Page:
Possibly the most recent example of how this old technique is being utilized is in the Microsoft Silverlight logo, which was a beautifully done one that is immediately recognizable to even those who only occasionally use Internet Explorer as their browser.
Since it is so versatile and is a tool of design rather than a method, this once doesn’t have the same problem of becoming boring like some others on this list. But it is still easy to use the wrong blend of colors or shapes, which will be less than appealing.
4. Kawaii Illustration
I keep seeing these logos all over the place, especially when it comes to apps such as Seesmic and GitHub, two very adult, industry-oriented tools for power users looking for marketing opportunities on the web.
It is not something you would expect to see advertised by adorable, fluffy, giant eyed woodland creatures.
But lately they appear to be everywhere, and that in itself shows the popularity of the trend. No one seems to know what started it, but it doesn’t look like it will be going away.
The problem with using it is that if you are not very specific about how you are presenting it, the brand you are marketing might get lost in the cuteness that is the adorable animal.
Make sure to be clear about what it is attached to, and watch to make sure it is not too similar to those used by other companies and web apps.
5. Scripts, Slabs and Other Cool Fonts
I am going to take a wild guess and say you have used Archer more than once in a logo design. I don’t think there is a single designer among us who hasn’t, or used one very similar to the point of being almost indistinguishable. Since it was probably the most popular font of the last three years it would be silly to scold you for it.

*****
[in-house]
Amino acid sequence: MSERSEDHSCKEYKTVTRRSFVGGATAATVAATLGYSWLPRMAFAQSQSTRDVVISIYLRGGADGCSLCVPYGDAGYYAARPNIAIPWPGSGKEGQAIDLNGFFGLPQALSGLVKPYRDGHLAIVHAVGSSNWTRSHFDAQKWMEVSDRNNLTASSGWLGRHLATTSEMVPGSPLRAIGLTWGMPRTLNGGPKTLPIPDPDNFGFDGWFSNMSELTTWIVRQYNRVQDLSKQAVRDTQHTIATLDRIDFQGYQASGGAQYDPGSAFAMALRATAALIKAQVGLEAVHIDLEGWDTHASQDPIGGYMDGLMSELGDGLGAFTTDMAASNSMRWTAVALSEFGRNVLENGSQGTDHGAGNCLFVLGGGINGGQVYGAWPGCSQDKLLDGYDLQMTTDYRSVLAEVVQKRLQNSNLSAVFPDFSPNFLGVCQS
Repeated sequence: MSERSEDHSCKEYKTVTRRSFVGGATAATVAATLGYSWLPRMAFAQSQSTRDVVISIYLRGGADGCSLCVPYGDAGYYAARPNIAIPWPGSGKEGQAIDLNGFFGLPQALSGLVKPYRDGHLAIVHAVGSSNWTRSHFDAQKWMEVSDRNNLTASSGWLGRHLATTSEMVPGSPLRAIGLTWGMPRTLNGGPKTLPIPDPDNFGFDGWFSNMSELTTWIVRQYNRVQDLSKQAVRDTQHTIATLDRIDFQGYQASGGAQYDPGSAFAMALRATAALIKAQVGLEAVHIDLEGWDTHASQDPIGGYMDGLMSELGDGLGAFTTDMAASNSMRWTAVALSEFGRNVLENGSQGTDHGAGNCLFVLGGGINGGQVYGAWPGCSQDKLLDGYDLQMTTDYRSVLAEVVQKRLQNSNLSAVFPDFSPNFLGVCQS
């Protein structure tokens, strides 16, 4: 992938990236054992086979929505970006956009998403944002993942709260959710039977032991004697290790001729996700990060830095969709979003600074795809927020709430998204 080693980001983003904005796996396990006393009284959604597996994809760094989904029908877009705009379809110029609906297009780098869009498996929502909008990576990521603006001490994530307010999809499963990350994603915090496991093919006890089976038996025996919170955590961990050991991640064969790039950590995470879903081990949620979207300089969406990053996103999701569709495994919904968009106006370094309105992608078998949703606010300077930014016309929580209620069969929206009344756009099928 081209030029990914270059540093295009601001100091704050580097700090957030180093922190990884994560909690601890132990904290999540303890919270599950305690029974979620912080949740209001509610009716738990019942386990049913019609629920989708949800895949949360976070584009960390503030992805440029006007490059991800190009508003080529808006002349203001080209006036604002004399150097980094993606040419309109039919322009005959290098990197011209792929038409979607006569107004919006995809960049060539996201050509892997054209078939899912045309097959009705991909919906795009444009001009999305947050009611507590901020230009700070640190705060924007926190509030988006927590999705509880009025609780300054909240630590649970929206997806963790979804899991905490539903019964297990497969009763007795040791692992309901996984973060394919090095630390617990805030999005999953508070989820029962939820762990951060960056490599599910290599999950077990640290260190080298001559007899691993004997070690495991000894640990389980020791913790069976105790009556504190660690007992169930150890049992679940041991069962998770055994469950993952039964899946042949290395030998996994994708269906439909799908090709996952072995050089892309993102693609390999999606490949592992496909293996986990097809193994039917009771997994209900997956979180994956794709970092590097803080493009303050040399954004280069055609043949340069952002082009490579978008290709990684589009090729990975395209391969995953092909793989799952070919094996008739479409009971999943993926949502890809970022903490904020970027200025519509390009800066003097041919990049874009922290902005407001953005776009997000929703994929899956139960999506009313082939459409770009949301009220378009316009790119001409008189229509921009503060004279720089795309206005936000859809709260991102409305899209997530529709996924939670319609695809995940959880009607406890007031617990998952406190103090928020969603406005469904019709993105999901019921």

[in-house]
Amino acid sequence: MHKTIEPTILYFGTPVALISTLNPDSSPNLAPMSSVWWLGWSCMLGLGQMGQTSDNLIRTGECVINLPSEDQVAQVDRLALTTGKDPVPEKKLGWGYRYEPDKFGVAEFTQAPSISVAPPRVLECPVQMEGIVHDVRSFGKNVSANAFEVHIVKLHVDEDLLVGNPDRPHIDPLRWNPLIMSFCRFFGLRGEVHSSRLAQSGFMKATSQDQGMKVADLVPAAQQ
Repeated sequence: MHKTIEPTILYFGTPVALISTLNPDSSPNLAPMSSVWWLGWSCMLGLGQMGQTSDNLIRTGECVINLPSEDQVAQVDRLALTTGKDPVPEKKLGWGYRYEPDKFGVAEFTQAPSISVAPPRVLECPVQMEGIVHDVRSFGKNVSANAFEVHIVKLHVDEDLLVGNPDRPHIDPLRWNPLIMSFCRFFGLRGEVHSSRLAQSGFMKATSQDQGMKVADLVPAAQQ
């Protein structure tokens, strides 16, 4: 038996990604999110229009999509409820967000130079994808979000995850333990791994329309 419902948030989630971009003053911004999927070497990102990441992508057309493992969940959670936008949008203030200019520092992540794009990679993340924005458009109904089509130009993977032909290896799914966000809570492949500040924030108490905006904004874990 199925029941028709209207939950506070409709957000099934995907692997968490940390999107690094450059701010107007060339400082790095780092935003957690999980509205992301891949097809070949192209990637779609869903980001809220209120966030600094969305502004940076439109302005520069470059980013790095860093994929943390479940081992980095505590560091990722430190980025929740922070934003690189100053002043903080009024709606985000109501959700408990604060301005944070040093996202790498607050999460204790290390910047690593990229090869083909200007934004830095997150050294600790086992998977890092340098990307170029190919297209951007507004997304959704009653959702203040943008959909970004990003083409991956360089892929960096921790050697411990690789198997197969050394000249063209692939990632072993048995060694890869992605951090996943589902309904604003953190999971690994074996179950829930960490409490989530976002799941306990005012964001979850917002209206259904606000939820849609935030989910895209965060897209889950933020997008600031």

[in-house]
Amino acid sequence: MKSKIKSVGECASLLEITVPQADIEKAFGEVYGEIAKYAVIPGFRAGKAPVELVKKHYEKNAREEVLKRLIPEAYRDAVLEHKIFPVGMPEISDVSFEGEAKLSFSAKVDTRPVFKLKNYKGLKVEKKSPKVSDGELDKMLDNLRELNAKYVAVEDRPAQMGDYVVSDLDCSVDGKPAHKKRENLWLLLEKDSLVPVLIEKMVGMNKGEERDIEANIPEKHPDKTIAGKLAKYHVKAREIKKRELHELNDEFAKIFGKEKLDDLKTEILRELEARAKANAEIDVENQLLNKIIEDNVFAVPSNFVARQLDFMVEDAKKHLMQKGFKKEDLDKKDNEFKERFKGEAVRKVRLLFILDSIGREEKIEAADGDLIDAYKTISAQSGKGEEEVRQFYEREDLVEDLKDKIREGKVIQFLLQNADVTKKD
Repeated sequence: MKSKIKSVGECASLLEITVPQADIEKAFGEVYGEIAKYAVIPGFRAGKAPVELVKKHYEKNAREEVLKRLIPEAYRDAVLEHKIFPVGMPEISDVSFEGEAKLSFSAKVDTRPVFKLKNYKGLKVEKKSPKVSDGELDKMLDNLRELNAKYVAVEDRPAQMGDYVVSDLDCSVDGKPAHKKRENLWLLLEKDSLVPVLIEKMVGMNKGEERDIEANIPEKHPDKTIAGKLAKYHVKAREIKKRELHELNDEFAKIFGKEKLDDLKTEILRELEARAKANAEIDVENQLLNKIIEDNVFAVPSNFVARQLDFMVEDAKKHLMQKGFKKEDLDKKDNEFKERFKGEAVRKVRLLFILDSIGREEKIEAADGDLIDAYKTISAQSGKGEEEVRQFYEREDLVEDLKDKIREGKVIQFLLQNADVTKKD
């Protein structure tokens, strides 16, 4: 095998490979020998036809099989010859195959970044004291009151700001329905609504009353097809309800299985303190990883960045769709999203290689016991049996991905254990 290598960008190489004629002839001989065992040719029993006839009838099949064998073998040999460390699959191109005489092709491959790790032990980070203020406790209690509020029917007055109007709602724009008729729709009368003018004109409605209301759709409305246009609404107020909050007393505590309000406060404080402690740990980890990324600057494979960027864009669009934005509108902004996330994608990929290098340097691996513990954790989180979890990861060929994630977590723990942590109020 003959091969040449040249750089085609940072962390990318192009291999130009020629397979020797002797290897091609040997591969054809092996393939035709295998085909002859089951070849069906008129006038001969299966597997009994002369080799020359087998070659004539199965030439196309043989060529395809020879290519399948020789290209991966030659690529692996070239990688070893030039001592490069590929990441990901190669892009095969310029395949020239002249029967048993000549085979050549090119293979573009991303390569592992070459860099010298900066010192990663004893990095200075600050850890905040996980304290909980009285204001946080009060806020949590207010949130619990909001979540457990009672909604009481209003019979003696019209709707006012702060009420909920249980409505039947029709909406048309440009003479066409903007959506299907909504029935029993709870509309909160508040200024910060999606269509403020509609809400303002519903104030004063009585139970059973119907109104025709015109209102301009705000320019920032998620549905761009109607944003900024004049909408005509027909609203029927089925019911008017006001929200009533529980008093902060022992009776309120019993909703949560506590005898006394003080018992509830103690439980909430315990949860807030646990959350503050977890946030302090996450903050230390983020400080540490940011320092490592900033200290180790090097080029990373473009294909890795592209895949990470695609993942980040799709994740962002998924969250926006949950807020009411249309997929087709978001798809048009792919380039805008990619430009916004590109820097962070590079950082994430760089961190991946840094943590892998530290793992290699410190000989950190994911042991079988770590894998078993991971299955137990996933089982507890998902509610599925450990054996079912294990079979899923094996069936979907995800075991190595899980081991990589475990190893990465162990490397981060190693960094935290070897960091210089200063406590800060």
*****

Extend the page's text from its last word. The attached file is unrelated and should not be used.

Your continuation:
But I will tell you to step away from the Archer now. Slab serif fonts are still a great tool, but keep in mind how often they are used and the way they have a tendency to make logos all look very similar.
Instead, try to go with a more unique, lesser used alternative to the old boys. If it is something you haven’t really seen before, use it! Try building a logo to fit the font rather than the other way around. This will give an immediate creative boost and set you apart with next to no additional effort.
6. Verdant and Plant-Inspired
In this case I am not going to say "be careful when using" this design choice. I am going to say to ‘be careful not using it’, because it a really ignored look. That is unfortunate because flora and fauna are great ways to present a natural and pleasant looking logo.
Depictions of nature give people a sense of ease, and even a plant related silhouette will seem warmer and inviting than many more modern and bare looking designs that have become the norm online.
But too much of flora is still no good.
What are these things? Seriously, they are lopsided and fit no actual shape known to man. They are somewhere between a rectangle and a trapezoid, and they are everywhere these days. Which is interesting, because symmetry was once considered a great ally to the designer, especially for logos.
The problem here is that quadrangles can appear so uneven that it gives an off-putting look to the entire logo. You have to balance it just right, and without proper color schemes, font and placement it just looks wrong. I have never personally liked one I have seen, though I can see why those who like fun and modern designs might get into it.
Tell Us Your Own!
There are so many trends out there we can’t keep up with them all. Which do you see that could be used correctly, and what ones are a flop? Let us know in the comments.